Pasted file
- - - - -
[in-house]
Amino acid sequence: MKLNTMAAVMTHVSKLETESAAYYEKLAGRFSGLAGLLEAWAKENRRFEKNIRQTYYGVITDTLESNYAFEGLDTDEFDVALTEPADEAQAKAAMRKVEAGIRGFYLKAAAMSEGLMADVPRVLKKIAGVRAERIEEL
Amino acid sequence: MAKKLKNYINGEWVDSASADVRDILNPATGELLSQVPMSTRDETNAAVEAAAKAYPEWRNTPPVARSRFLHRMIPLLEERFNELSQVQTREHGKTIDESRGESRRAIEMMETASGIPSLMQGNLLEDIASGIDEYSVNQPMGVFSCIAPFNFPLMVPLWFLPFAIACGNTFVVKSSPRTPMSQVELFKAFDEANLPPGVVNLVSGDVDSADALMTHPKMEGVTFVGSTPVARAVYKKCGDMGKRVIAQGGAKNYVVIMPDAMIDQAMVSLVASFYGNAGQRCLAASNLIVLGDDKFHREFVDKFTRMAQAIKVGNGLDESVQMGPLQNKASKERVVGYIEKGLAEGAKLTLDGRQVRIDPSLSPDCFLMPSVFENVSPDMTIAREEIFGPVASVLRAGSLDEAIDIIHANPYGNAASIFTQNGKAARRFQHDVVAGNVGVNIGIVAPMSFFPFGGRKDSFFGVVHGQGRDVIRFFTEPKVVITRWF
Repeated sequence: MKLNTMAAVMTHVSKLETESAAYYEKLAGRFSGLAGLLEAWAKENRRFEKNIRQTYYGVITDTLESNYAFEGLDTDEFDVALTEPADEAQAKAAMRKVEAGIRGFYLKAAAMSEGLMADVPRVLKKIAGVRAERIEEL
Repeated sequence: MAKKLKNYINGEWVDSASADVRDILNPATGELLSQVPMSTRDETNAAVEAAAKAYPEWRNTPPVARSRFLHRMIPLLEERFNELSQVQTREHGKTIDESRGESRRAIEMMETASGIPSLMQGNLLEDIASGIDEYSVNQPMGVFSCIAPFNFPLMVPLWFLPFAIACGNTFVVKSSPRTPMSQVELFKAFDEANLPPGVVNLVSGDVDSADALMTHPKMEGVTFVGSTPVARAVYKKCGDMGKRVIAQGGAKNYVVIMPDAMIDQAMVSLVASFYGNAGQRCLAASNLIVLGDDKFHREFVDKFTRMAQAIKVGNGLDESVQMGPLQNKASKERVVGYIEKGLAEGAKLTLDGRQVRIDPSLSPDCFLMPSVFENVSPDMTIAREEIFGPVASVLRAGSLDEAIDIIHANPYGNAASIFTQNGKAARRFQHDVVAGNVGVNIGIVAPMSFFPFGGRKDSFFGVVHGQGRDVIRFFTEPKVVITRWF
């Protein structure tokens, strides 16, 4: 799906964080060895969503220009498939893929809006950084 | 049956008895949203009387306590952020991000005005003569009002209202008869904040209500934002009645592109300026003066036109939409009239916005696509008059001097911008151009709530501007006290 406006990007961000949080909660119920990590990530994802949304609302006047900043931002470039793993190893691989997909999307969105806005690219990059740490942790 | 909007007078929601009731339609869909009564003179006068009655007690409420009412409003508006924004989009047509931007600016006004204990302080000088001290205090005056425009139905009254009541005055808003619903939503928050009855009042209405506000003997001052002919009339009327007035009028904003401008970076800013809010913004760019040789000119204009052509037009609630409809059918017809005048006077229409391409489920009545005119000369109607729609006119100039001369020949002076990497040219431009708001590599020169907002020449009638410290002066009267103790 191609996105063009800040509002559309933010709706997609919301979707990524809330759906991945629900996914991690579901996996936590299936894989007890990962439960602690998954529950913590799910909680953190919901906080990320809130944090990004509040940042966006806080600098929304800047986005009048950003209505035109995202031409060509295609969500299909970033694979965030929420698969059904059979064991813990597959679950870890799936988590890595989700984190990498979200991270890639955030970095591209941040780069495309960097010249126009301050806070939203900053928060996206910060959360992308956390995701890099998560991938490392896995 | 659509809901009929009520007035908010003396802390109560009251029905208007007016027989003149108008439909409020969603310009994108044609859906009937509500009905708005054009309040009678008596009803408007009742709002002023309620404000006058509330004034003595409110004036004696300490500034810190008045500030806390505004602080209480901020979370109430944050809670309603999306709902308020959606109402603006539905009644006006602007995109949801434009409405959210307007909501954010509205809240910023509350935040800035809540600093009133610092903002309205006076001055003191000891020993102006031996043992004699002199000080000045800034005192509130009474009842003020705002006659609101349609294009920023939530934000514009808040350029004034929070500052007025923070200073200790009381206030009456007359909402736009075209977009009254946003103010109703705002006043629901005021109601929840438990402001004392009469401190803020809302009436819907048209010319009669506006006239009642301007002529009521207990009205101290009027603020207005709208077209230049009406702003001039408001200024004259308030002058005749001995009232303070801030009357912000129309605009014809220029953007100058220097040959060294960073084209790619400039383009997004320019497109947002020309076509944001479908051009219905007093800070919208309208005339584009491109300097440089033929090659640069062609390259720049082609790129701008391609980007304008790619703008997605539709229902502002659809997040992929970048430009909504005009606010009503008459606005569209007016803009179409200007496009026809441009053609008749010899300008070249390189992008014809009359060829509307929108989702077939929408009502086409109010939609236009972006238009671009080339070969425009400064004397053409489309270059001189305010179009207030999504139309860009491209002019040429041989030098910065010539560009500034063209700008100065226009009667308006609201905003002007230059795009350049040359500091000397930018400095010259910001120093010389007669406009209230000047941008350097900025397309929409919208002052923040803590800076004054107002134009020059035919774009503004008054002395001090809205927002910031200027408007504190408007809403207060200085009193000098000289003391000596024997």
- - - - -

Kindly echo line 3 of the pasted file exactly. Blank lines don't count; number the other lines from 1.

Amino acid sequence: MAKKLKNYINGEWVDSASADVRDILNPATGELLSQVPMSTRDETNAAVEAAAKAYPEWRNTPPVARSRFLHRMIPLLEERFNELSQVQTREHGKTIDESRGESRRAIEMMETASGIPSLMQGNLLEDIASGIDEYSVNQPMGVFSCIAPFNFPLMVPLWFLPFAIACGNTFVVKSSPRTPMSQVELFKAFDEANLPPGVVNLVSGDVDSADALMTHPKMEGVTFVGSTPVARAVYKKCGDMGKRVIAQGGAKNYVVIMPDAMIDQAMVSLVASFYGNAGQRCLAASNLIVLGDDKFHREFVDKFTRMAQAIKVGNGLDESVQMGPLQNKASKERVVGYIEKGLAEGAKLTLDGRQVRIDPSLSPDCFLMPSVFENVSPDMTIAREEIFGPVASVLRAGSLDEAIDIIHANPYGNAASIFTQNGKAARRFQHDVVAGNVGVNIGIVAPMSFFPFGGRKDSFFGVVHGQGRDVIRFFTEPKVVITRWF